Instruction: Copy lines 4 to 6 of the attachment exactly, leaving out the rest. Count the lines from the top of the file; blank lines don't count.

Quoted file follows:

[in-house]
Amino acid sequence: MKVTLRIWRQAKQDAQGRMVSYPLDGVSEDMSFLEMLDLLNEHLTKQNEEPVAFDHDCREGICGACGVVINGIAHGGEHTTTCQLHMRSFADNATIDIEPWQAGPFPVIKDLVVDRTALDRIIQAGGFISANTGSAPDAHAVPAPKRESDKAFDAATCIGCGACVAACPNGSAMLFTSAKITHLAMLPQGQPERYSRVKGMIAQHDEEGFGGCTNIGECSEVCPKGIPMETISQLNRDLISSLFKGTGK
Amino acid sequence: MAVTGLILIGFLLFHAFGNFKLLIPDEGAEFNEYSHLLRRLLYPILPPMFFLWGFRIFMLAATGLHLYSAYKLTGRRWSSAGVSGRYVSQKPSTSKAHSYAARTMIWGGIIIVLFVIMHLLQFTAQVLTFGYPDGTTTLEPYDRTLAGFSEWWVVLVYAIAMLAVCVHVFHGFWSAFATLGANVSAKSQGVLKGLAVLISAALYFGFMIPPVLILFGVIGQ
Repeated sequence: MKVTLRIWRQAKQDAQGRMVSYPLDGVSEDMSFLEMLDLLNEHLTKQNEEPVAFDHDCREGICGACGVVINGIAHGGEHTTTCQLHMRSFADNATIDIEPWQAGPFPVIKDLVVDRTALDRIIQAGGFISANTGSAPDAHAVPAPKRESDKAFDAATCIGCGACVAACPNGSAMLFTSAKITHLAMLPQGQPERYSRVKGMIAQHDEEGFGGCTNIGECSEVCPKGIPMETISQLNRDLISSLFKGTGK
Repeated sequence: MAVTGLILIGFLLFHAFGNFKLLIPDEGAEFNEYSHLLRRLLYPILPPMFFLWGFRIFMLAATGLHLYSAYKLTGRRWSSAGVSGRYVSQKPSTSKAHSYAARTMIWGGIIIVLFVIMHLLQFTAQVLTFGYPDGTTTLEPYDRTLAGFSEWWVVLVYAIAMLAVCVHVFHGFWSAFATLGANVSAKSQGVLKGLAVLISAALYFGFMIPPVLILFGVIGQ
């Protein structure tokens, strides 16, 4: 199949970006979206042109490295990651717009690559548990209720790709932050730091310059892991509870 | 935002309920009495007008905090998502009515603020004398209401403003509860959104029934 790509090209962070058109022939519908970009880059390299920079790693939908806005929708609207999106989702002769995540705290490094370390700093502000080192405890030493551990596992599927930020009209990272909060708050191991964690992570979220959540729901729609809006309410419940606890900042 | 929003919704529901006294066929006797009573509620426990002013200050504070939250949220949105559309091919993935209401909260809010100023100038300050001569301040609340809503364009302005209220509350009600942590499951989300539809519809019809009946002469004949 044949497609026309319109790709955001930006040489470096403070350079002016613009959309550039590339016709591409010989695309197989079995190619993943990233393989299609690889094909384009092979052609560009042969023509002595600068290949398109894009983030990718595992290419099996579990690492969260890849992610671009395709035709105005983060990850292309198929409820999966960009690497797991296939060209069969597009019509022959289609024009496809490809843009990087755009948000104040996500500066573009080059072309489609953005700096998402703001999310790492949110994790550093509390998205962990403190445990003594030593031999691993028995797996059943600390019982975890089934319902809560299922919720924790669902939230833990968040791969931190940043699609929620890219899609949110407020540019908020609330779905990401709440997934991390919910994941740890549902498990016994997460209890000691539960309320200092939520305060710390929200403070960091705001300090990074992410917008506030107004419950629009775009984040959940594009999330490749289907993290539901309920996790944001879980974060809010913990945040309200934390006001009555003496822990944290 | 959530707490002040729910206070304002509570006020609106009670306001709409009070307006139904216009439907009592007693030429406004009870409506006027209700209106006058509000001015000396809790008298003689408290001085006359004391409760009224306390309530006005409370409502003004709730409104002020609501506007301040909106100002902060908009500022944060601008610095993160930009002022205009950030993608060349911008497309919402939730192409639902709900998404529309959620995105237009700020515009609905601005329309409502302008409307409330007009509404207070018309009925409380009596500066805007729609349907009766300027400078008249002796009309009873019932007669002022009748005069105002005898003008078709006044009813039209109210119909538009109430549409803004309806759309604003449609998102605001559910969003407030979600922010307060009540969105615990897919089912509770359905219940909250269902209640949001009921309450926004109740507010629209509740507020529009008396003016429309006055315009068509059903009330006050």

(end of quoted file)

Repeated sequence: MKVTLRIWRQAKQDAQGRMVSYPLDGVSEDMSFLEMLDLLNEHLTKQNEEPVAFDHDCREGICGACGVVINGIAHGGEHTTTCQLHMRSFADNATIDIEPWQAGPFPVIKDLVVDRTALDRIIQAGGFISANTGSAPDAHAVPAPKRESDKAFDAATCIGCGACVAACPNGSAMLFTSAKITHLAMLPQGQPERYSRVKGMIAQHDEEGFGGCTNIGECSEVCPKGIPMETISQLNRDLISSLFKGTGK
Repeated sequence: MAVTGLILIGFLLFHAFGNFKLLIPDEGAEFNEYSHLLRRLLYPILPPMFFLWGFRIFMLAATGLHLYSAYKLTGRRWSSAGVSGRYVSQKPSTSKAHSYAARTMIWGGIIIVLFVIMHLLQFTAQVLTFGYPDGTTTLEPYDRTLAGFSEWWVVLVYAIAMLAVCVHVFHGFWSAFATLGANVSAKSQGVLKGLAVLISAALYFGFMIPPVLILFGVIGQ
């Protein structure tokens, strides 16, 4: 199949970006979206042109490295990651717009690559548990209720790709932050730091310059892991509870 | 935002309920009495007008905090998502009515603020004398209401403003509860959104029934 790509090209962070058109022939519908970009880059390299920079790693939908806005929708609207999106989702002769995540705290490094370390700093502000080192405890030493551990596992599927930020009209990272909060708050191991964690992570979220959540729901729609809006309410419940606890900042 | 929003919704529901006294066929006797009573509620426990002013200050504070939250949220949105559309091919993935209401909260809010100023100038300050001569301040609340809503364009302005209220509350009600942590499951989300539809519809019809009946002469004949 044949497609026309319109790709955001930006040489470096403070350079002016613009959309550039590339016709591409010989695309197989079995190619993943990233393989299609690889094909384009092979052609560009042969023509002595600068290949398109894009983030990718595992290419099996579990690492969260890849992610671009395709035709105005983060990850292309198929409820999966960009690497797991296939060209069969597009019509022959289609024009496809490809843009990087755009948000104040996500500066573009080059072309489609953005700096998402703001999310790492949110994790550093509390998205962990403190445990003594030593031999691993028995797996059943600390019982975890089934319902809560299922919720924790669902939230833990968040791969931190940043699609929620890219899609949110407020540019908020609330779905990401709440997934991390919910994941740890549902498990016994997460209890000691539960309320200092939520305060710390929200403070960091705001300090990074992410917008506030107004419950629009775009984040959940594009999330490749289907993290539901309920996790944001879980974060809010913990945040309200934390006001009555003496822990944290 | 959530707490002040729910206070304002509570006020609106009670306001709409009070307006139904216009439907009592007693030429406004009870409506006027209700209106006058509000001015000396809790008298003689408290001085006359004391409760009224306390309530006005409370409502003004709730409104002020609501506007301040909106100002902060908009500022944060601008610095993160930009002022205009950030993608060349911008497309919402939730192409639902709900998404529309959620995105237009700020515009609905601005329309409502302008409307409330007009509404207070018309009925409380009596500066805007729609349907009766300027400078008249002796009309009873019932007669002022009748005069105002005898003008078709006044009813039209109210119909538009109430549409803004309806759309604003449609998102605001559910969003407030979600922010307060009540969105615990897919089912509770359905219940909250269902209640949001009921309450926004109740507010629209509740507020529009008396003016429309006055315009068509059903009330006050």